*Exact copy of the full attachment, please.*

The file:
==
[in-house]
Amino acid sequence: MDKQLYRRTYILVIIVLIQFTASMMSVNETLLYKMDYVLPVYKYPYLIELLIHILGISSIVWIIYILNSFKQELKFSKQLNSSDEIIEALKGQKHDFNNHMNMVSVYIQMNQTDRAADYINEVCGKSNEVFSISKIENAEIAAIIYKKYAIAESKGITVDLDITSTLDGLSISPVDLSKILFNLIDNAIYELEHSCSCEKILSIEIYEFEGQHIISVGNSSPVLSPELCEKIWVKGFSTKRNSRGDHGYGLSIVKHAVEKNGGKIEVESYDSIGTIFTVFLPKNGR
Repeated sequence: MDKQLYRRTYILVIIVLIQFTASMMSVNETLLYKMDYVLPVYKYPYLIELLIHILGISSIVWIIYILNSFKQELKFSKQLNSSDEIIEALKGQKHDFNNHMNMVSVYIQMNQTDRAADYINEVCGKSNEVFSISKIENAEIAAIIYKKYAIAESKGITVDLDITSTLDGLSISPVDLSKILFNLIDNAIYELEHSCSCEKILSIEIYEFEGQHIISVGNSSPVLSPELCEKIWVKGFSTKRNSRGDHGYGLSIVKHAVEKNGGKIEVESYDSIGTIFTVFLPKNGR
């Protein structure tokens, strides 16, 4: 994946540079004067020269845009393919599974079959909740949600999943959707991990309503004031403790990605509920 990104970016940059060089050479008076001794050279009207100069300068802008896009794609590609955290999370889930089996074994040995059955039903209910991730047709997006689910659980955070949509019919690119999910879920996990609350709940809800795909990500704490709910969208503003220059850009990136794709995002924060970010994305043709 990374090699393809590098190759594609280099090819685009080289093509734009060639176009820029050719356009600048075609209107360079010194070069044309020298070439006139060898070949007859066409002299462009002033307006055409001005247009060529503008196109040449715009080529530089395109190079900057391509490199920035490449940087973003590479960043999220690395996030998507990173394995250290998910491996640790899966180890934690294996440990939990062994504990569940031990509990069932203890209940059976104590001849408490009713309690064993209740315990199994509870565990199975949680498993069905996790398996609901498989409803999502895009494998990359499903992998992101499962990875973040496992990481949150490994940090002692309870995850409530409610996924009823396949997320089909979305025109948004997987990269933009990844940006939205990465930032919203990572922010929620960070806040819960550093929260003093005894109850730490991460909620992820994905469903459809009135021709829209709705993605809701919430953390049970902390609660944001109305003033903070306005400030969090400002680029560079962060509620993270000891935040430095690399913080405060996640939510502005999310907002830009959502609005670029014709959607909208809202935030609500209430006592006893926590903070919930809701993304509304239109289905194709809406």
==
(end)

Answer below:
[in-house]
Amino acid sequence: MDKQLYRRTYILVIIVLIQFTASMMSVNETLLYKMDYVLPVYKYPYLIELLIHILGISSIVWIIYILNSFKQELKFSKQLNSSDEIIEALKGQKHDFNNHMNMVSVYIQMNQTDRAADYINEVCGKSNEVFSISKIENAEIAAIIYKKYAIAESKGITVDLDITSTLDGLSISPVDLSKILFNLIDNAIYELEHSCSCEKILSIEIYEFEGQHIISVGNSSPVLSPELCEKIWVKGFSTKRNSRGDHGYGLSIVKHAVEKNGGKIEVESYDSIGTIFTVFLPKNGR
Repeated sequence: MDKQLYRRTYILVIIVLIQFTASMMSVNETLLYKMDYVLPVYKYPYLIELLIHILGISSIVWIIYILNSFKQELKFSKQLNSSDEIIEALKGQKHDFNNHMNMVSVYIQMNQTDRAADYINEVCGKSNEVFSISKIENAEIAAIIYKKYAIAESKGITVDLDITSTLDGLSISPVDLSKILFNLIDNAIYELEHSCSCEKILSIEIYEFEGQHIISVGNSSPVLSPELCEKIWVKGFSTKRNSRGDHGYGLSIVKHAVEKNGGKIEVESYDSIGTIFTVFLPKNGR
């Protein structure tokens, strides 16, 4: 994946540079004067020269845009393919599974079959909740949600999943959707991990309503004031403790990605509920 990104970016940059060089050479008076001794050279009207100069300068802008896009794609590609955290999370889930089996074994040995059955039903209910991730047709997006689910659980955070949509019919690119999910879920996990609350709940809800795909990500704490709910969208503003220059850009990136794709995002924060970010994305043709 990374090699393809590098190759594609280099090819685009080289093509734009060639176009820029050719356009600048075609209107360079010194070069044309020298070439006139060898070949007859066409002299462009002033307006055409001005247009060529503008196109040449715009080529530089395109190079900057391509490199920035490449940087973003590479960043999220690395996030998507990173394995250290998910491996640790899966180890934690294996440990939990062994504990569940031990509990069932203890209940059976104590001849408490009713309690064993209740315990199994509870565990199975949680498993069905996790398996609901498989409803999502895009494998990359499903992998992101499962990875973040496992990481949150490994940090002692309870995850409530409610996924009823396949997320089909979305025109948004997987990269933009990844940006939205990465930032919203990572922010929620960070806040819960550093929260003093005894109850730490991460909620992820994905469903459809009135021709829209709705993605809701919430953390049970902390609660944001109305003033903070306005400030969090400002680029560079962060509620993270000891935040430095690399913080405060996640939510502005999310907002830009959502609005670029014709959607909208809202935030609500209430006592006893926590903070919930809701993304509304239109289905194709809406």